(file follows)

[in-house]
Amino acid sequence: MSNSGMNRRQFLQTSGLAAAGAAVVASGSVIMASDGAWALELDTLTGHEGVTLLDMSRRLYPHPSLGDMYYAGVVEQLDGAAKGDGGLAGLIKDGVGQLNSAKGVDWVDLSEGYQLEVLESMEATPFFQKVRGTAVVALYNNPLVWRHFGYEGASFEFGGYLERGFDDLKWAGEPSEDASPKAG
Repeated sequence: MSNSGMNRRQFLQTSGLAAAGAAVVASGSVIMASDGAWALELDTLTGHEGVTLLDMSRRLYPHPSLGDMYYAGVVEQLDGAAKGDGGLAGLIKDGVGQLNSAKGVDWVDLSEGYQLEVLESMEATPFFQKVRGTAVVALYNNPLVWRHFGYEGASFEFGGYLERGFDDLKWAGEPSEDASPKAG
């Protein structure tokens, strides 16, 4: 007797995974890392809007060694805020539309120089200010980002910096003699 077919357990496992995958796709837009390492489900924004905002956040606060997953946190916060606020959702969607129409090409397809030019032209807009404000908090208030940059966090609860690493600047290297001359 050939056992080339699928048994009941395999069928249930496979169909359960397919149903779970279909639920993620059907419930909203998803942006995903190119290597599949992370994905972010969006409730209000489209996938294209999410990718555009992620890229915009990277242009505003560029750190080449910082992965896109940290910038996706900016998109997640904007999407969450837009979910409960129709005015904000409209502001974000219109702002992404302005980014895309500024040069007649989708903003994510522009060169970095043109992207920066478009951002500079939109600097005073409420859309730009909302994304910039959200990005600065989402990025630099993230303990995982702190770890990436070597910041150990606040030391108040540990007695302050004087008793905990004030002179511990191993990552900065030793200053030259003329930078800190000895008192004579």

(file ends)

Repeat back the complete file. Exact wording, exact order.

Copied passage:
[in-house]
Amino acid sequence: MSNSGMNRRQFLQTSGLAAAGAAVVASGSVIMASDGAWALELDTLTGHEGVTLLDMSRRLYPHPSLGDMYYAGVVEQLDGAAKGDGGLAGLIKDGVGQLNSAKGVDWVDLSEGYQLEVLESMEATPFFQKVRGTAVVALYNNPLVWRHFGYEGASFEFGGYLERGFDDLKWAGEPSEDASPKAG
Repeated sequence: MSNSGMNRRQFLQTSGLAAAGAAVVASGSVIMASDGAWALELDTLTGHEGVTLLDMSRRLYPHPSLGDMYYAGVVEQLDGAAKGDGGLAGLIKDGVGQLNSAKGVDWVDLSEGYQLEVLESMEATPFFQKVRGTAVVALYNNPLVWRHFGYEGASFEFGGYLERGFDDLKWAGEPSEDASPKAG
């Protein structure tokens, strides 16, 4: 007797995974890392809007060694805020539309120089200010980002910096003699 077919357990496992995958796709837009390492489900924004905002956040606060997953946190916060606020959702969607129409090409397809030019032209807009404000908090208030940059966090609860690493600047290297001359 050939056992080339699928048994009941395999069928249930496979169909359960397919149903779970279909639920993620059907419930909203998803942006995903190119290597599949992370994905972010969006409730209000489209996938294209999410990718555009992620890229915009990277242009505003560029750190080449910082992965896109940290910038996706900016998109997640904007999407969450837009979910409960129709005015904000409209502001974000219109702002992404302005980014895309500024040069007649989708903003994510522009060169970095043109992207920066478009951002500079939109600097005073409420859309730009909302994304910039959200990005600065989402990025630099993230303990995982702190770890990436070597910041150990606040030391108040540990007695302050004087008793905990004030002179511990191993990552900065030793200053030259003329930078800190000895008192004579």